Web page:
The Resolution Foundation, an independent policy institute, estimates UK Government policies will leave the poorest third of households an average of £745 a year worse off by 2022-23. This stark figure is backed by independent projections commissioned by the Scottish Government, which show that relative child poverty is set to rise sharply from 23% in 2016-17 to 34.5% by 2020-21. With the reduction in real-terms generosity of the social security system between 2016/17 and 2020/21, as a result of planned reforms by the UK Government, noted as a key driver.

The Scottish Government, in contrast to the actions of the UK Government, has set statutory targets to reduce levels of child poverty to fewer than one in ten by 2030 and are mitigating against UK Government action by increasing investment in welfare measures to £128 million this year.

How will the ‘Scottish Commission on Social Security’ help protect the rights of vulnerable people against austerity measures in the future?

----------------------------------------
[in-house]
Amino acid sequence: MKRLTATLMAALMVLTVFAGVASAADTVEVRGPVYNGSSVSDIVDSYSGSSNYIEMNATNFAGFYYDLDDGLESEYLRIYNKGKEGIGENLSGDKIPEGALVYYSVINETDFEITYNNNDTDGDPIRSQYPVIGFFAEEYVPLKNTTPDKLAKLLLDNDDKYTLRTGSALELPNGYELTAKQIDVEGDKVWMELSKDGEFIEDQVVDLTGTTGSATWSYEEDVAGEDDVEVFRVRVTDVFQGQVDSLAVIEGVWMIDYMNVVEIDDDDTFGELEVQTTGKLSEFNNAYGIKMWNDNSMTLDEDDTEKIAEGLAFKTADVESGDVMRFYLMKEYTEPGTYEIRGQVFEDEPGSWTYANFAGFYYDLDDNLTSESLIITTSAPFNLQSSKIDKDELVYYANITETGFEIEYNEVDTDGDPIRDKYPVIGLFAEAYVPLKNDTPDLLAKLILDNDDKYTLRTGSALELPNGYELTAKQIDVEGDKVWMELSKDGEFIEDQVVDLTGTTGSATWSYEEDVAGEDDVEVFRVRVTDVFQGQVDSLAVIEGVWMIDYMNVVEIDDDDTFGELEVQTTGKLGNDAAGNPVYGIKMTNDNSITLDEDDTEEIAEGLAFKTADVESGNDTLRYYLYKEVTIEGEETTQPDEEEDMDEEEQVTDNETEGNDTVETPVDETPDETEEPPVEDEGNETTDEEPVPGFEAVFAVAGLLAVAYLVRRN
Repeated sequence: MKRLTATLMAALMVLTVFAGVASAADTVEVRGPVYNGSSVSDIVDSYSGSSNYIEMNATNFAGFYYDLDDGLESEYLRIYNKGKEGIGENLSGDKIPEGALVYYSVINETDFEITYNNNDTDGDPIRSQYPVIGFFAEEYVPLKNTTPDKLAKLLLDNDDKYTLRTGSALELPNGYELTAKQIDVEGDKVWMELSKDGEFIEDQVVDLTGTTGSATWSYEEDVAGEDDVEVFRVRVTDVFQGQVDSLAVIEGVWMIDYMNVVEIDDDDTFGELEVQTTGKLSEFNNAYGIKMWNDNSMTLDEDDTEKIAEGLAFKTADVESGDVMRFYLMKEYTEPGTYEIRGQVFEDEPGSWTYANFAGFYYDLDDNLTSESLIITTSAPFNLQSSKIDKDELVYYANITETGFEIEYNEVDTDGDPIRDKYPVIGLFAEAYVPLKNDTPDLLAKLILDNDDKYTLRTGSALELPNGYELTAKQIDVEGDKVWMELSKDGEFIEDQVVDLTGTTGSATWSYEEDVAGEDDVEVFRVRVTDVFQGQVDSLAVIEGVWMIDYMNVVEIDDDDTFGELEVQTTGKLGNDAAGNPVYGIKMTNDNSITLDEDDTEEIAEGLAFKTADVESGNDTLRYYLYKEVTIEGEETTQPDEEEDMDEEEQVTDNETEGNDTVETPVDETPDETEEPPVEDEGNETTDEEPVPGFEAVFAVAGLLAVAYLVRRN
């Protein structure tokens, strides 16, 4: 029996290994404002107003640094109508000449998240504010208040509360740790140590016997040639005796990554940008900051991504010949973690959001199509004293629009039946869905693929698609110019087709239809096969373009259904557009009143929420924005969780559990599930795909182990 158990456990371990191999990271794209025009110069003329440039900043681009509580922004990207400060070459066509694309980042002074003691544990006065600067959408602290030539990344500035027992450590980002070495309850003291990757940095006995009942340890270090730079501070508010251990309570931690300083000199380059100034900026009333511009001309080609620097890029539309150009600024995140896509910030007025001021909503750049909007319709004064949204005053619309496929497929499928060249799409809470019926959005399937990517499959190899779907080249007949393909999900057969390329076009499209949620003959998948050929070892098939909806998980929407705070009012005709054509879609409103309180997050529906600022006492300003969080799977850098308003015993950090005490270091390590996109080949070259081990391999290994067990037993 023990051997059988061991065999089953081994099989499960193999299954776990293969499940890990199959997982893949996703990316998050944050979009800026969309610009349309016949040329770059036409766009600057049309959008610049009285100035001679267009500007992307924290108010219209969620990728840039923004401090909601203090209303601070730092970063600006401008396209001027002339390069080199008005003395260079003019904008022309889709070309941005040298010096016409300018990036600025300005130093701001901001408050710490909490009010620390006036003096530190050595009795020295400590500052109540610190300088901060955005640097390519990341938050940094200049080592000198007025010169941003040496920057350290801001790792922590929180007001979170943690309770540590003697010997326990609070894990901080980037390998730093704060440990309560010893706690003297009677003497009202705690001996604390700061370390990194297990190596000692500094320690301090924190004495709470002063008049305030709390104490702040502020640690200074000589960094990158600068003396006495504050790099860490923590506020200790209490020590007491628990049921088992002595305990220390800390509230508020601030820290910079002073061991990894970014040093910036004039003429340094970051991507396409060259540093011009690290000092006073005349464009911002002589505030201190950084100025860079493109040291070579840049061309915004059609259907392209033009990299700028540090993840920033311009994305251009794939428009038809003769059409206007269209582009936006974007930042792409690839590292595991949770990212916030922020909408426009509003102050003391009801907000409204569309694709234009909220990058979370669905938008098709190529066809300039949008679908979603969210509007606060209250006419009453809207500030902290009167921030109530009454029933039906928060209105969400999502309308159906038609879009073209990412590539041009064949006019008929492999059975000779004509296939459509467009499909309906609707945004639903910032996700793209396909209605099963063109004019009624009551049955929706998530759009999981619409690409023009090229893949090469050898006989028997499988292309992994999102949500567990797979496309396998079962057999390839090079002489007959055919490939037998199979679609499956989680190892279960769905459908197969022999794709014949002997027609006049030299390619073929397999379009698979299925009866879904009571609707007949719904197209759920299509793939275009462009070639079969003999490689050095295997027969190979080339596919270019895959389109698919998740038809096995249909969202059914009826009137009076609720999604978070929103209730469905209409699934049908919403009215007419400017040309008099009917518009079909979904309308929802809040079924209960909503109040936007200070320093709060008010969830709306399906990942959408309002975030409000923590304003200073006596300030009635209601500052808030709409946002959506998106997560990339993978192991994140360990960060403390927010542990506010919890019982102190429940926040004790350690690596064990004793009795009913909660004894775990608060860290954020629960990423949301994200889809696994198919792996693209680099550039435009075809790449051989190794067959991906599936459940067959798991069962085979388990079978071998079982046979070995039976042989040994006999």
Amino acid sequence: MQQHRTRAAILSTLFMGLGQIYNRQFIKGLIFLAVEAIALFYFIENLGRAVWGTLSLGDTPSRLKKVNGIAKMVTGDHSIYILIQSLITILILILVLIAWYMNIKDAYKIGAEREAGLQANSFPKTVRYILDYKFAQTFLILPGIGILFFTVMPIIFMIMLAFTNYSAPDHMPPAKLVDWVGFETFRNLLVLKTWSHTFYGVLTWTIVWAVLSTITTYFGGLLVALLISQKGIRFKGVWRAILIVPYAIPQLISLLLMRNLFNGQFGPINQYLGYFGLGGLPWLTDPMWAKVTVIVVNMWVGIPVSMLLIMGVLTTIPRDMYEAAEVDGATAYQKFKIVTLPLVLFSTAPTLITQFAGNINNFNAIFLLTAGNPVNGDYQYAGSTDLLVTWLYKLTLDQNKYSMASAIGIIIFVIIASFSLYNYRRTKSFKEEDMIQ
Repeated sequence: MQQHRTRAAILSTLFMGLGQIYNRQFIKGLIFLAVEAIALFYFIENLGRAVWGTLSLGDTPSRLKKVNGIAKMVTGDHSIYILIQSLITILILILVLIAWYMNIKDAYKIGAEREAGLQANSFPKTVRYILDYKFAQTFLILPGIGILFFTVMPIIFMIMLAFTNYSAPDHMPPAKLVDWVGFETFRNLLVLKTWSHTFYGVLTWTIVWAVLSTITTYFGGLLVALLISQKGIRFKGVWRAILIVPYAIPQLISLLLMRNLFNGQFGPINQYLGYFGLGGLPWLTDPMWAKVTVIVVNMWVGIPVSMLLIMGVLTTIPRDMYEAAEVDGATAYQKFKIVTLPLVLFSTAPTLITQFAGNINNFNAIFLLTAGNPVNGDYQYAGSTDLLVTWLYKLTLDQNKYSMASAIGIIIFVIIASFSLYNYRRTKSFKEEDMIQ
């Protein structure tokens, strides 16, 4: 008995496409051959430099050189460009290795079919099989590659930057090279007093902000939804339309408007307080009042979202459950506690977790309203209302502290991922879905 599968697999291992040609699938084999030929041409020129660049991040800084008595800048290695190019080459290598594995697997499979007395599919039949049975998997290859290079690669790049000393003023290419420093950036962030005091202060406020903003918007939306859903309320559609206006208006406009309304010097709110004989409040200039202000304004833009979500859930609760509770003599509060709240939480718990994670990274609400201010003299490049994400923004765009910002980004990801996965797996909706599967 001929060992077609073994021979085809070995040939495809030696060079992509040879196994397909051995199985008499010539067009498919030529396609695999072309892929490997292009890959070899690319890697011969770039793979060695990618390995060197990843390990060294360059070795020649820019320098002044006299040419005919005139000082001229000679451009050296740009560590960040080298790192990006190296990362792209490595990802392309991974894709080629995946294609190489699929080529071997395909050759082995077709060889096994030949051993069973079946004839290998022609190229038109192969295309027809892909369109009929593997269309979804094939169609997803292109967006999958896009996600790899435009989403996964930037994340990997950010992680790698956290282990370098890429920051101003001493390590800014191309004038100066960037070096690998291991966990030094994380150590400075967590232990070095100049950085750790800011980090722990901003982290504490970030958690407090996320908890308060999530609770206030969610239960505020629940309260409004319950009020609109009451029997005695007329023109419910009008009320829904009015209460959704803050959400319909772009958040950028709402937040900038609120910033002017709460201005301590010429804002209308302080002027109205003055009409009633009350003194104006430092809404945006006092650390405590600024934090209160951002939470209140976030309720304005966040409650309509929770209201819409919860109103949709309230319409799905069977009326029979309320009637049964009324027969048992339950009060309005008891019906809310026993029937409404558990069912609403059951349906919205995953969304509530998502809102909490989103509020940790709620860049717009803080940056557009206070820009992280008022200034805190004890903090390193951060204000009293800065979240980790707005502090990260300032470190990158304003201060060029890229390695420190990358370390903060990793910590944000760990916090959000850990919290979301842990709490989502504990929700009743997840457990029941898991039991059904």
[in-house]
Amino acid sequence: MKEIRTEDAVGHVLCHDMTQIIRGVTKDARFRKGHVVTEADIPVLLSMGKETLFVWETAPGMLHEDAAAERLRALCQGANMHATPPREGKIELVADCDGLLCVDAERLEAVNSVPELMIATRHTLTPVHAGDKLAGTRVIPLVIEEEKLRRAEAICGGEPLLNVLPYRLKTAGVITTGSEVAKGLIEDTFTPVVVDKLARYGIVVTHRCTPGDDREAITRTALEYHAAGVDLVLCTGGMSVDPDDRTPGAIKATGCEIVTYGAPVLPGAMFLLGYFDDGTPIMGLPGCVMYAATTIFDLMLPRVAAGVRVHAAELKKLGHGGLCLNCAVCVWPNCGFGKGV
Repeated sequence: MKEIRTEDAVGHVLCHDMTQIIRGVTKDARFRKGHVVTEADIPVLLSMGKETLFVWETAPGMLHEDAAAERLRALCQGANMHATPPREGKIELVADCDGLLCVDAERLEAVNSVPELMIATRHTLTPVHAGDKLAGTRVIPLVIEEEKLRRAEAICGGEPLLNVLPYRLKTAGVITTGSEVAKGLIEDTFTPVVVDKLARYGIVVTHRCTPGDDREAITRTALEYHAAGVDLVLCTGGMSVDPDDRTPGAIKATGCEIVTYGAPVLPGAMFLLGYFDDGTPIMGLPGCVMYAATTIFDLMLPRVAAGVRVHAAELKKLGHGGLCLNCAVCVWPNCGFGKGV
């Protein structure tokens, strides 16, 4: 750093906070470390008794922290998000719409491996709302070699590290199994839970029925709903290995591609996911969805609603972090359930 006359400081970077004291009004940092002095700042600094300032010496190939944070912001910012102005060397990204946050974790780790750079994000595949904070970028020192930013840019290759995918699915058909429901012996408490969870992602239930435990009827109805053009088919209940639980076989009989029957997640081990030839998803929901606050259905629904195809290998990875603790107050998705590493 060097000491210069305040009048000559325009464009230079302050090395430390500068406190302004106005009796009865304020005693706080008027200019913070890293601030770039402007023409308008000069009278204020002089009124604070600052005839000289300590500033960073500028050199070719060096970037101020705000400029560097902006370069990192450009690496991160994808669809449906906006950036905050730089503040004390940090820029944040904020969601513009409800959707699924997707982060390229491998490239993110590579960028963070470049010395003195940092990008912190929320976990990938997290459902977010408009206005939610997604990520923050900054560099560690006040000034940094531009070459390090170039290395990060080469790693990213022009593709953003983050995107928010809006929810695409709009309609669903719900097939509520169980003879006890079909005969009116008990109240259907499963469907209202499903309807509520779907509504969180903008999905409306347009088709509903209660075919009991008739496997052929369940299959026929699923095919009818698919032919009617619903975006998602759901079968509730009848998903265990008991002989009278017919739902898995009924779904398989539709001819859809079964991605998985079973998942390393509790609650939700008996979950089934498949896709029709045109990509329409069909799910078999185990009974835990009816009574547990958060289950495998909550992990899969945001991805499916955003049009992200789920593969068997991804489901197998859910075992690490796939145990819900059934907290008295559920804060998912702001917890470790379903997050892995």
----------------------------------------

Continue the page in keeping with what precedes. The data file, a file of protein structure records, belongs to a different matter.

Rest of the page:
The primary role of the Scottish Commission on Social Security (“the Commission”) is set out in the Social Security (Scotland) Bill 2018 and will be to scrutinise Scottish social security legislation, though the Scottish Ministers and the Scottish Parliament will also be able to ask it to report on any matter relevant to social security that is wanted.

The Commission, which will be an independent group of experts, will also have a role in relation to the new, Scottish social security Charter. The Charter will reflect the Scottish social security principles, which are set out in the Bill, and which include principles such as:- respect for the dignity of individuals must be at the heart of the Scottish social security system; the need for the system to contribute to reducing poverty in Scotland; and the need for continuous improvement to advance equality and non-discrimination.

The Commission will report on whether the system as a whole is delivering on the expectations set out in the Charter and, if it isn’t, the Commission will be able to make recommendations for improvements. The Bill makes express provision to ensure that the Commission can take into account evidence from other parties – such as representative groups, human rights organisations or the ombudsman. And the Bill also enables the Commission to have regard to international human rights instruments in performing any of its functions.

This means that the Commission will be constantly reviewing the Scottish social security system and judging it against the requirements of both the Charter and international law standards, to ensure that the rights of vulnerable people are protected against austerity measures in the future.

How is Scotland putting forward an investment approach in social policies?